Wednesday, November 24, 2021

Get Ready for Thanksgiving: Ways to keep your loved ones safe this holiday

The holiday season is finally here! After so much time apart, many people are excited to reunite with their family and friends for Thanksgiving on Thursday, Nov. 24. This year, many families are back in the holiday spirit and can't wait to return to their favorite holiday traditions. 

As you and your family prepare for Thanksgiving, make sure health and safety are also in your plan. Get Ready has new social media shareables to help spread good health and good cheer this holiday season. Check them out here:

COVID-19 Safety

Like 2020, celebrating the holidays looks different with COVID-19 still around. But there are many safe ways to enjoy the holidays. One way to stay protected is to ensure that all eligible family members get their COVID-19 vaccinations before coming together on Thanksgiving. While the CDC has recently approved vaccination for anyone above the age of 5 years old, some of our friends and family members still may not be fully vaccinated in time for the holidays. The CDC says that getting vaccinated is the best way to protect yourself and those that aren't eligible like young children and high medical risk family members. 

Some of our family members are at higher risk for the COVID-19 virus, and it's important to think about their safety and protection. 

If you are feeling sick or have any COVID-19 symptoms, don't pass it along to others at the dinner table. Keep your friends and family healthy by staying home until you are symptom-free. Vaccinations and other safety practices like mask-wearing, frequent hand-washing and avoiding large crowds of people outside your friends and family will help reduce everyone's risk for COVID-19 during Thanksgiving. 

Before traveling, the CDC recommends that you check the current COVID-19 situation where you’re visiting. The CDC has a helpful tracker that shows how the virus may be spreading in communities. Share this tracker and other CDC travel recommendations with your family and friends to keep them informed before traveling this holiday season. 

Food safety

COVID-19 is not the only illness that can spread on Turkey Day. Food-borne illnesses are also common during the holidays. The USDA says that your turkey and stuffing is not safe to eat until it reaches 165° F. Using a food thermometer, check the internal temperature of your turkey in three places: the thickest part of the breast, the innermost wing and the innermost thigh. If your turkey has not reached a safe temperature in all three places, it’s not ready yet. Simply give it more time to cook in the oven. Wait about 20 minutes for the juices to settle into the turkey before carving. Now your fully cooked and healthy turkey is ready to serve at the Thanksgiving dinner table. Check out the USDA’s helpful infographics to learn more about food safety during the holidays.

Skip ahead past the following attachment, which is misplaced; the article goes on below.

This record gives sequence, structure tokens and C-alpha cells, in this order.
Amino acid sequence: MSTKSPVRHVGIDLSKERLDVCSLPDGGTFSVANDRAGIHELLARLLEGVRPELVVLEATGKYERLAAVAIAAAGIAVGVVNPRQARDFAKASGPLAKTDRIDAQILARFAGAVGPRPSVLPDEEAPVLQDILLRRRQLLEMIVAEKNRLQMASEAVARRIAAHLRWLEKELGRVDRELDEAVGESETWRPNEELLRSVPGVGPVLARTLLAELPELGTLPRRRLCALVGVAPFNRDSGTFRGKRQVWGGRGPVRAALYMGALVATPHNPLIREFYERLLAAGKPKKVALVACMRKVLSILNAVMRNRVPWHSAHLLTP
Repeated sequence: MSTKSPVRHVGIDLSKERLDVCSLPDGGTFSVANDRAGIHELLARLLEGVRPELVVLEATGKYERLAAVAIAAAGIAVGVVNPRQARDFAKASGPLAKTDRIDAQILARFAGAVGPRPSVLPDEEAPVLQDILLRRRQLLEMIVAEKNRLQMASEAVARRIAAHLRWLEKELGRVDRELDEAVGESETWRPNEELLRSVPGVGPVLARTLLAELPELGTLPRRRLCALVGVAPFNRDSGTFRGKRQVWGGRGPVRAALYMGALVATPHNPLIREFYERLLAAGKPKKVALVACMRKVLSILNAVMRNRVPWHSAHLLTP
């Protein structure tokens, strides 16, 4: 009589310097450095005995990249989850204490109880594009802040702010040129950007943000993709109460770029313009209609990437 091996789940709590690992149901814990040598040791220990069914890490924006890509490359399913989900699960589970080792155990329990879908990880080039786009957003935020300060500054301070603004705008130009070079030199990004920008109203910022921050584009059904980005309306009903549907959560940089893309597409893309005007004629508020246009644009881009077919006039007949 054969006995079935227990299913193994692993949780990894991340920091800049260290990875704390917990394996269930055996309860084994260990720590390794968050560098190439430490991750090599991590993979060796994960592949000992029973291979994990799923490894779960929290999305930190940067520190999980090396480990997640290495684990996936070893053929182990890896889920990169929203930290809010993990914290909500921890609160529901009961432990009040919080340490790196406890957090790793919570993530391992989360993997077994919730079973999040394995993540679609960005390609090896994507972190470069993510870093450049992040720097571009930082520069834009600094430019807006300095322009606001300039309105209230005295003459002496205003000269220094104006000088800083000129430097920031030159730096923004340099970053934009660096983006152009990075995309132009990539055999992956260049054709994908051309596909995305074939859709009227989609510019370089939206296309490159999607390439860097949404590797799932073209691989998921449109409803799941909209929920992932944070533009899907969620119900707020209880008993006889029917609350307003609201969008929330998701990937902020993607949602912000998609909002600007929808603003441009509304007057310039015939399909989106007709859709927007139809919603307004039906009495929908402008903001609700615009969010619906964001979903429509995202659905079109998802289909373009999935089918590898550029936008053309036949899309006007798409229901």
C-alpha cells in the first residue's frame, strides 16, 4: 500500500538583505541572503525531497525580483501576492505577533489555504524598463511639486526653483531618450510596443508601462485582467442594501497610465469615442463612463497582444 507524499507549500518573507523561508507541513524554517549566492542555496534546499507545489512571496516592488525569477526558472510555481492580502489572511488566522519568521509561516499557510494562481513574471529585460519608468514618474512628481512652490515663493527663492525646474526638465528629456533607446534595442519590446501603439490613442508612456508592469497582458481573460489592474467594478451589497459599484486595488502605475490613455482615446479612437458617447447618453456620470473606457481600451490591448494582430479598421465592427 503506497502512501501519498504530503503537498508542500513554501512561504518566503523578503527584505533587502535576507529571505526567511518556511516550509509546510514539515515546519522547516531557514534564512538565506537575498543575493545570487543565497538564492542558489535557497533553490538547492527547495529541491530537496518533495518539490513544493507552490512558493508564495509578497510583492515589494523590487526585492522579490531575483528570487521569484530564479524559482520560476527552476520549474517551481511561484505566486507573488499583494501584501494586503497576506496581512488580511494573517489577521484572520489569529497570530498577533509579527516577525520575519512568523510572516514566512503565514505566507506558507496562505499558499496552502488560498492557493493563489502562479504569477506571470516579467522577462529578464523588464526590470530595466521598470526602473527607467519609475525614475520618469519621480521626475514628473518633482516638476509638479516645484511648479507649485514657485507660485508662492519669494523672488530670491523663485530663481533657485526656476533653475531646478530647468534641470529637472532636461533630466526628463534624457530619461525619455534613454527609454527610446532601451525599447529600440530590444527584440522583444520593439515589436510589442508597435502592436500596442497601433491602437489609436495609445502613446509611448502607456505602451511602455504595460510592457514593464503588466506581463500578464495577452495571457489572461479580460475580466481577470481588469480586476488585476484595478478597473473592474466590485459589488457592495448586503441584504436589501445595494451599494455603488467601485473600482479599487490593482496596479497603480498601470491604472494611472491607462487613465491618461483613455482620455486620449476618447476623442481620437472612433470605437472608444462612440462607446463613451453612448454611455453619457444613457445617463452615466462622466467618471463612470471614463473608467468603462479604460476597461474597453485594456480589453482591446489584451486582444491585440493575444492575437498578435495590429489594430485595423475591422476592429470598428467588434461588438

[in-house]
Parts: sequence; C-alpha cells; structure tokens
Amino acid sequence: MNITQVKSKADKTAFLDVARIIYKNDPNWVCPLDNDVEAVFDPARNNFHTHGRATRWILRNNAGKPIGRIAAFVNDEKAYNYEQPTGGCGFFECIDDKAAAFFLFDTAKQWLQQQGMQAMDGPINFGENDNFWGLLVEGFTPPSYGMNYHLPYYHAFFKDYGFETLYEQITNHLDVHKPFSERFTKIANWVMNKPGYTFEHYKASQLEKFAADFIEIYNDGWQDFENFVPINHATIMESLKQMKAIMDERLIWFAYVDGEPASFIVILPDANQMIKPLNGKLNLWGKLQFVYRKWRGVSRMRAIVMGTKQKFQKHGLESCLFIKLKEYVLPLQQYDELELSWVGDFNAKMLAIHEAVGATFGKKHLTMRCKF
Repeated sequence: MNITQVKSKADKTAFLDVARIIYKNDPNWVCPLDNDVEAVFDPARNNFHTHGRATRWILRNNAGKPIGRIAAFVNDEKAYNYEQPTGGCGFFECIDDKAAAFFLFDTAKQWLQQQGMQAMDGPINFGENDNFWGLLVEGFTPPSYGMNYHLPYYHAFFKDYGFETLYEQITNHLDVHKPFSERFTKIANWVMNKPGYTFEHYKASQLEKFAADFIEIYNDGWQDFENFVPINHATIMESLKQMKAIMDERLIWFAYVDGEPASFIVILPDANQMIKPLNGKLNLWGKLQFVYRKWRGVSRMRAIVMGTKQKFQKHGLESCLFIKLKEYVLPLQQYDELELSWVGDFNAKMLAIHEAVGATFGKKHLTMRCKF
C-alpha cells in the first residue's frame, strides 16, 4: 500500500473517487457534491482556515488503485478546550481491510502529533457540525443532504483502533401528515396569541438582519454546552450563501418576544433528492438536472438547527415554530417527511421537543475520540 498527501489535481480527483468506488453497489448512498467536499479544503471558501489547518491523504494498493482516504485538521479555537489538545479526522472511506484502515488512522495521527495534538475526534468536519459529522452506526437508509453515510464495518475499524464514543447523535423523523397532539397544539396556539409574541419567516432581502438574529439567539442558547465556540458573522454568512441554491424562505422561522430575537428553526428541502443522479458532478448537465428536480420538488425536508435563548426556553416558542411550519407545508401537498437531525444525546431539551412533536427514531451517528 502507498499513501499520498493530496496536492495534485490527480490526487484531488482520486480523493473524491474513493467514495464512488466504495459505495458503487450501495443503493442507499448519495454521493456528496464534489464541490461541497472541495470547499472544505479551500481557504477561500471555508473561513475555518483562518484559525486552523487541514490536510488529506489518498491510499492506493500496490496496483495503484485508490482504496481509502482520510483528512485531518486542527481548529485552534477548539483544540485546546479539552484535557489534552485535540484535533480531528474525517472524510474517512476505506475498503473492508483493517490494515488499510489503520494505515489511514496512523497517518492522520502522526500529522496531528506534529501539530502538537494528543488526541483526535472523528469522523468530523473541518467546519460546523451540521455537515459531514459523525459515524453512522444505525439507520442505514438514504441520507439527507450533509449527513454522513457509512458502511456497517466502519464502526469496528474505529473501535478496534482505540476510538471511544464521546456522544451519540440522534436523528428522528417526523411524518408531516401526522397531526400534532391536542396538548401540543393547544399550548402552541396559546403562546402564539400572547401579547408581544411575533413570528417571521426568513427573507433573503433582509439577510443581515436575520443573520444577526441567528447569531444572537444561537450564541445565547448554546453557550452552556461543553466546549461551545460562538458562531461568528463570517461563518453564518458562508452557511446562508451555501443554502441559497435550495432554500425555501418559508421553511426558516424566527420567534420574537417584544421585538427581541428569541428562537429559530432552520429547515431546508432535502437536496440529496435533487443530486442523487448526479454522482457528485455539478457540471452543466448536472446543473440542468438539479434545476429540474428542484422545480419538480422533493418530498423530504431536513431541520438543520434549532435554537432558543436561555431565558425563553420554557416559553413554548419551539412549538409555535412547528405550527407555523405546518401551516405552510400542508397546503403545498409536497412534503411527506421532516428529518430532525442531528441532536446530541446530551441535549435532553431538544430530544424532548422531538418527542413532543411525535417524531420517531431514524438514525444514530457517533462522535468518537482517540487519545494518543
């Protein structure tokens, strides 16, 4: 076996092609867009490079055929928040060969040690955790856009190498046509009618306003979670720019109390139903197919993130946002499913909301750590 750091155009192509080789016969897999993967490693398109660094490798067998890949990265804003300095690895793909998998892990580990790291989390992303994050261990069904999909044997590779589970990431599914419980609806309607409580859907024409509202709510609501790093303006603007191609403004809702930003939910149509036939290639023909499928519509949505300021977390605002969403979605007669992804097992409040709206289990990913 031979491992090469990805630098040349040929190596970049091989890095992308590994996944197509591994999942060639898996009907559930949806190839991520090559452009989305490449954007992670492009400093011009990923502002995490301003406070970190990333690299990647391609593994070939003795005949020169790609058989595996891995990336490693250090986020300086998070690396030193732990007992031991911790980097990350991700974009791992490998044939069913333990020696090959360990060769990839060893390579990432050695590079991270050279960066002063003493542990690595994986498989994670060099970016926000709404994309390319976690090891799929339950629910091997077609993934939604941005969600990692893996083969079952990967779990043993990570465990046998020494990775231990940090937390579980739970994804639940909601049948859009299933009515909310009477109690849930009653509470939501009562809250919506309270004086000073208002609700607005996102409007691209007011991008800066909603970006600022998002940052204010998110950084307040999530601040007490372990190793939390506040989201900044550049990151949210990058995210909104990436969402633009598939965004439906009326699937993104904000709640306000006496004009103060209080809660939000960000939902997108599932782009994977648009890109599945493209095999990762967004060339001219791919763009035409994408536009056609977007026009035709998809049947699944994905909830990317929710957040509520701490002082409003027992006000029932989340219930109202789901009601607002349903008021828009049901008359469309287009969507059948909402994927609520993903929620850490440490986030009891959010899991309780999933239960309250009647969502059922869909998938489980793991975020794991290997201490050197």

You can prevent food-borne illnesses by having clean hands. Before, during, and after handling your turkey, wash your hands with warm soapy water for at least 20 seconds. Washing your hands helps fight germs and will keep you and your family healthy at Thanksgiving dinner. The CDC has more tips on how to keep your holiday turkey and stuffing safe and healthy for your guests to enjoy. 

Fire safety 

Emergencies like house fires and other disasters can still happen during the holidays. In fact, the National Fire Protection Association says that Thanksgiving is peak time for home cooking fires.  Fires are one of the quickest ways to cut Thanksgiving dinner short. Most cooking fires in the home involve the kitchen stove

Avoid cooking fires by staying close to your stovetop and setting a timer for your food. Whether you are frying in the kitchen or grilling outside, don’t leave your food or heat unattended and especially keep children away from cooking areas. Even if you are away for a short time, turn off the stove to save you and your family from a fire at home. The Red Cross has a list of ways to prevent fires on Thanksgiving that you can learn about before hosting this holiday. 

Thanksgiving should be spent spreading gratitude and love, instead of COVID-19, food-borne illnesses or cooking fires. Together we can have a safe and healthy holiday season!